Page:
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One of the original 13 colonies, Virginia was home to many Presidents, including Thomas Jefferson, James Madison, James Monroe, George Washington, and Woodrow Wilson.

Virginia presents several interesting political features, many of them left over from the period from 1925 to 1970, a period during which a political machine led by Harry Byrd controlled the bulk of the state. So disciplined was Byrd's machine that south-central Virginia never voted for a Republican at all between those dates, even on the occasions when Republicans won Virginia, which happened with increasing frequency after Byrd broke with the national party in 1952.

For instance, Virginia has only three elected state-wide state offices (Gov., Lt. Gov., Atty. Gen.). Byrd did this to make it more difficult for bases of opposition to arise. But the Republican trend of the 1960s continued unabated, and soon Byrd had lost control of the "courthouse cliques" he had used to maintain control, and the incoming Republicans dismantled much of his machinery.

What this has meant in practical terms is that the Virginia Democrats were left without much organization at all in many rural areas of the state, leading to Republican dominance for many years after 1970. But as the state GOP has grown larger, it has often waged pitched political battles within itself, and these fights sometimes become fierce enough to allow Democrats to win statewide office. The Democrats' situation was often complicated by the strong presence of the U.S. Navy in Hampton Roads, which in the 1980s often sided with the Republicans. To win in Virginia, a candidate must often have strong links to either the military, rural southern and western Virginia, or both. Northern Virginia, the most populous area, tends to side with Democrats, so most political battles take place in Richmond, Virginia Beach, and in rural areas.

Virginia has not only counties, but also independent cities, which are counted as counties in the census, and which maintain their own school and (in many cases) police forces from the counties. Virginia is the only state which has so many independent cities (only Missouri and Maryland have similar arrangements).

Transportation and growth issues are the most controversial issues in Virginia politics, followed by veterans' issues, education (Virginia's many state universities frequently complain of lack of state support), and outsourcing (which is especially thorny in many southern parts of the state).

To date, 78 Virginians have been killed in the War in Iraq.


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President: 2004, 2008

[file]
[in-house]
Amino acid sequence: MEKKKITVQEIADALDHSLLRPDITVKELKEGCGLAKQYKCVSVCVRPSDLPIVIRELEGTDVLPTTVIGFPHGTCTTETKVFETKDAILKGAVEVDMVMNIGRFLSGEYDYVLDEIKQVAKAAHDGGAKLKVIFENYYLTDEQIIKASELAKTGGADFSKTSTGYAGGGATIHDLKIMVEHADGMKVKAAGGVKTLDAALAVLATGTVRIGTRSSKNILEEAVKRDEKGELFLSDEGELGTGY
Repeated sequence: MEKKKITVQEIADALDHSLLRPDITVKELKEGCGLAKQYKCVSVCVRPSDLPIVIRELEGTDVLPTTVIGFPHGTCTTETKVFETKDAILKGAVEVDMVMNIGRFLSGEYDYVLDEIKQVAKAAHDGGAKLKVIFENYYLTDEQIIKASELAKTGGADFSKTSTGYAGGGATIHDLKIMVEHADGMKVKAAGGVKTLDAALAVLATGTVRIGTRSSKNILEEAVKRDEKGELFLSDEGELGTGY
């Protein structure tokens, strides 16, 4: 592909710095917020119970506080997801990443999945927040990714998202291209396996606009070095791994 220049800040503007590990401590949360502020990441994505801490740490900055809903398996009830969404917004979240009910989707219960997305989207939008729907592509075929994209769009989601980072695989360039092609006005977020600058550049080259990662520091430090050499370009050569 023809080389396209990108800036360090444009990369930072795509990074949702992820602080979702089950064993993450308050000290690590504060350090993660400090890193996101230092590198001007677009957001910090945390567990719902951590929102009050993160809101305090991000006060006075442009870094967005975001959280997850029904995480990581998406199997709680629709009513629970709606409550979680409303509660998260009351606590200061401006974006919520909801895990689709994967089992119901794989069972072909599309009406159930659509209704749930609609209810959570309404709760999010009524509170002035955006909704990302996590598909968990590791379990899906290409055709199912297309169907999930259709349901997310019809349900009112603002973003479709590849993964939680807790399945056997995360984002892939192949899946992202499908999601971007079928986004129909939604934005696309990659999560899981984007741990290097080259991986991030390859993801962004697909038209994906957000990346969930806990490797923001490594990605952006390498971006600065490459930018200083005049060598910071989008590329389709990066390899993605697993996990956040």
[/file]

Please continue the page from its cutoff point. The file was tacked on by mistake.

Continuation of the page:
Congress: VA-Sen, VA-01, VA-02, VA-03, VA-04, VA-05, VA-06, VA-07, VA-08, VA-09, VA-10, VA-11

State: VA-Gov, Virginia Senate, Virginia House, Virginia elections, 2008, Virginia election results

Counties: Accomack, Albemarle, Alleghany, Amelia, Amherst, Appomattox, Arlington, Augusta, Bath, Bedford, Bland, Botetourt, Brunswick, Buchanan, Buckingham, Campbell, Caroline, Carroll, Charles City, Charlotte, Chesterfield, Clarke, Craig, Culpeper, Cumberland, Dickenson, Dinwiddie, Essex, Fairfax, Fauquier, Floyd, Fluvanna, Franklin, Frederick, Giles, Gloucester, Goochland, Grayson, Greene, Greensville, Halifax, Hanover, Henrico, Henry, Highland, Isle Of Wight, James City, King And Queen, King George, King William, Lancaster, Lee, Loudoun, Louisa, Lunenburg, Madison, Mathews, Mecklenburg, Middlesex, Montgomery, Nelson, New Kent, Northampton, Northumberland, Nottoway, Orange, Page, Patrick, Pittsylvania, Powhatan, Prince Edward, Prince George, Prince William, Pulaski, Rappahannock, Richmond, Roanoke, Rockbridge, Rockingham, Russell, Scott, Shenandoah, Smyth, Southampton, Spotsylvania, Stafford, Surry, Sussex, Tazewell, Warren, Washington, Westmoreland, Wise, Wythe, York

Independent Cities: Alexandria, Bedford, Bristol, Buena Vista, Charlottesville, Chesapeake, Colonial Heights, Covington, Danville, Emporia, Fairfax, Falls Church, Franklin, Fredericksburg, Galax, Hampton, Harrisonburg, Hopewell, Lexington, Lynchburg, Manassas, Manassas Park, Martinsville, Newport News, Norfolk, Norton, Petersburg, Poquoson, Portsmouth, Radford, Richmond, Roanoke, Salem, Staunton, Suffolk, Virginia Beach, Waynesboro, Williamsburg, Winchester

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This page was last modified 02:10, 16 November 2010 by dKosopedia user Jbet777. Based on work by Stuart Philipp and Chad Lupkes and dKosopedia user(s) Corncam, WarrenCohen, Harkov311, BartFraden, Chambers, Allamakee Democrat, Osterizer, MH in PA, JamesB and Mhaw. Content is available under the terms of the GNU Free Documentation License.

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